with love and so much respect, Susan

  • patricia yarberry allen March 5, 2013 at 11:04 pm

    I am so grateful to each of you who found the time to read this post that was about not only the death of my mother but about end of life care. This is a subject that each of us needs to care about because we don’t all die suddenly; many of us will die slowly and if no preparation is made, die with suffering.
    I wrote this to encourage all of us to make arrangements with loved ones about our wishes for comfort and care at the end of this life; to prepare for a good death when possible.

    These many comments have lifted my spirits and strengthened my connection to this incredible community of generous and intelligent women. I send you my deepest gratitude.

  • Toni Myers March 5, 2013 at 11:50 am

    Thanks, Dr. Pat, for your eloquence in sharing your mommie’s story. I cried reading it, for you put your readers there in your circle of love, reverence and grief. I want the same for myself and for those I love.

  • Karen Free Royce March 5, 2013 at 9:06 am

    Dear Pat,
    Thank you for sharing this beautiful piece about you mother and her death, truly a passing from loving arms to loving arms. My thoughts and prayers are with you as you absorb this momentous change. I’m so glad you had the Book of Common Prayer with you.

  • Diane Dettmann March 4, 2013 at 9:30 pm

    Dear Pat,
    I’m so sorry for the loss. Thank you for sharing your mother’s final journey surrounded by her loving family. Your story is a wonderful tribute to a beautiful relationship, a caring family and spending those last moments of life with someone we love. Keeping you in my thoughts in the days ahead.

  • Patricia Moscatello March 4, 2013 at 7:51 pm

    Dear Dr Pat,
    It is with a heavy heart that I send my condolences for the loss of your Mommie.
    Thank you for sharing a beautiful example of a gentle passing surrounded by love.
    I will keep that example close to me as I will soon be faced with a passing of a loved one.
    Love much,
    Patricia Moscatello

  • Dominique Browning March 4, 2013 at 7:04 pm

    Dearest Pat,
    How fortunate your mother was to have you there, whispering her out, and how fortunate you were to be able to say such a tender, loving goodbye. A good death, indeed. And a beautiful way to celebrate what was clearly a good, strong, love-filled life. Thank you for writing this.
    Much love,

  • mary karr March 4, 2013 at 6:41 pm

    Oh, beloved. What a beautiful consolation you give us all while bearing your burden. Glad you have another angel. Also sorry. Love, mk

  • Claudia Schappert March 4, 2013 at 6:40 pm

    Dear Dr. Pat
    So sorry for your loss. A beautiful tribute from a beautiful soul.

  • Roz Warren March 4, 2013 at 5:02 pm

    So sorry for your loss. Thanks for sharing this experience with us.

  • ann buttenwieser March 4, 2013 at 2:46 pm

    Dear Dr. Pat:
    This is a beautiful tribute to your mother, your family, and especially to you. You were fortunate to have your mother in your life for so long, and she was fortunate to have had you in hers.
    I send love during your time of mourning, and continuing admiration for all that you do and are.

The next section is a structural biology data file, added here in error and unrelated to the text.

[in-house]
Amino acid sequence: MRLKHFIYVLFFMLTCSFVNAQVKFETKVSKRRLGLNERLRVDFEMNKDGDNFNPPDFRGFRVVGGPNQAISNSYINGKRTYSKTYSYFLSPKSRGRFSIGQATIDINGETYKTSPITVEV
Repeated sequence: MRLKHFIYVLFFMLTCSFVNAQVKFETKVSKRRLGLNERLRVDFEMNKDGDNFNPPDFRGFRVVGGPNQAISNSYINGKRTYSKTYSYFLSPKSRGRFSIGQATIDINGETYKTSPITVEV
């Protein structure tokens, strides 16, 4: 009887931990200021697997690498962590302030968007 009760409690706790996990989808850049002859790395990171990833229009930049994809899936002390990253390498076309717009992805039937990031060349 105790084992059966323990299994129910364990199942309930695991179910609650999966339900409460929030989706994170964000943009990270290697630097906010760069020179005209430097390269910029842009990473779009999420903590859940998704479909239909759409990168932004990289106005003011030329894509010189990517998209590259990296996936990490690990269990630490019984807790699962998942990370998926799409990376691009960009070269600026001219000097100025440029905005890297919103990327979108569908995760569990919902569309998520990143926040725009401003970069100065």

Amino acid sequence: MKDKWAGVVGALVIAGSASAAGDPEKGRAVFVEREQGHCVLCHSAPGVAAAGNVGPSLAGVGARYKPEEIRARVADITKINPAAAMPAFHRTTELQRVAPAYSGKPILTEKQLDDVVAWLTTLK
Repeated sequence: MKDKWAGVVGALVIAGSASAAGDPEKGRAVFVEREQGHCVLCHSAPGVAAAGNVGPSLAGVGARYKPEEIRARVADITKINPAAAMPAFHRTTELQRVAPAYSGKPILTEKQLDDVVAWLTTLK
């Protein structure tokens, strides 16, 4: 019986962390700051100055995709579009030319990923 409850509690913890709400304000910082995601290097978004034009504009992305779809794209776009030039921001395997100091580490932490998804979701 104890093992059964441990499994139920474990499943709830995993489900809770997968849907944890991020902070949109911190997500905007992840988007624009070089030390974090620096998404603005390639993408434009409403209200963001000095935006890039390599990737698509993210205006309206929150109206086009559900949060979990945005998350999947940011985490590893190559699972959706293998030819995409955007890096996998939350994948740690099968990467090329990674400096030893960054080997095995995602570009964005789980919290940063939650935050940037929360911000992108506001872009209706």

• Anonymous March 4, 2013 at 10:45 am

    Your cherished mother was carried from this realm with all the love and devotion she had shown to her children. A fitting end for a generous and loving parent.

  • Elizabeth Turner March 4, 2013 at 10:39 am

    Dearest Pat,

    I am so thankful to have known your wonderful and precious mother. I am thankful that she lived so many years – loving and being loved. I am thankful that she was surrounded by those she most loved and who most loved her at the time of her death. I am thankful that you were able to keep your promise to her that she would not die alone and that she would not suffer needlessly. There is so much to be thankful for. It is not an oxymoron to speak of a good death, and you have described just such a death: dying in the presence of those we love, having had some time to say “goodbye, I love you, and thank you,” with pain managed. But there is also the deep sorrow of her death. You will be in my prayers and my heart during these days of mourning.

  • maria campbell March 4, 2013 at 10:39 am

    Dear Dr. Pat,
    Loved your wonderful essay about your mother’s death.
    Thanks for sharing it with us.

  • Beverly Schwartz March 4, 2013 at 10:38 am

    Dear Pat,
    I am so sorry to hear of your mother’s death; I feel almost as if I know her because you have so often written about her–her influence on you, your family celebrations, her wise counsel, her humor. But she had a wonderful long life and, as you describe it, the kind of death that, if we could choose, we might all wish for.

    Thank you for detailing that death. For me, there is comfort in the details–as I’m sure there is for you.

    Best wishes, Bev

  • Chris Lombardi March 4, 2013 at 9:10 am

    Pat, when I learned Sunday about Mommie’s death I was so sad and worried about you. Your tribute here is as beautiful and inspiring as we knew her to be. Holding you both in my heart, now.

  • Dore Hammond March 4, 2013 at 8:10 am

    Dearest Pat,

    I am very sorry about the loss if your mother.

    You relationship with her and your amazing
    life as a mother and doctor was something I am
    sure must have given her great pleasure.

    Thank you for this article which will help guide
    me when I soon will be caring for my mother.

    Best Always,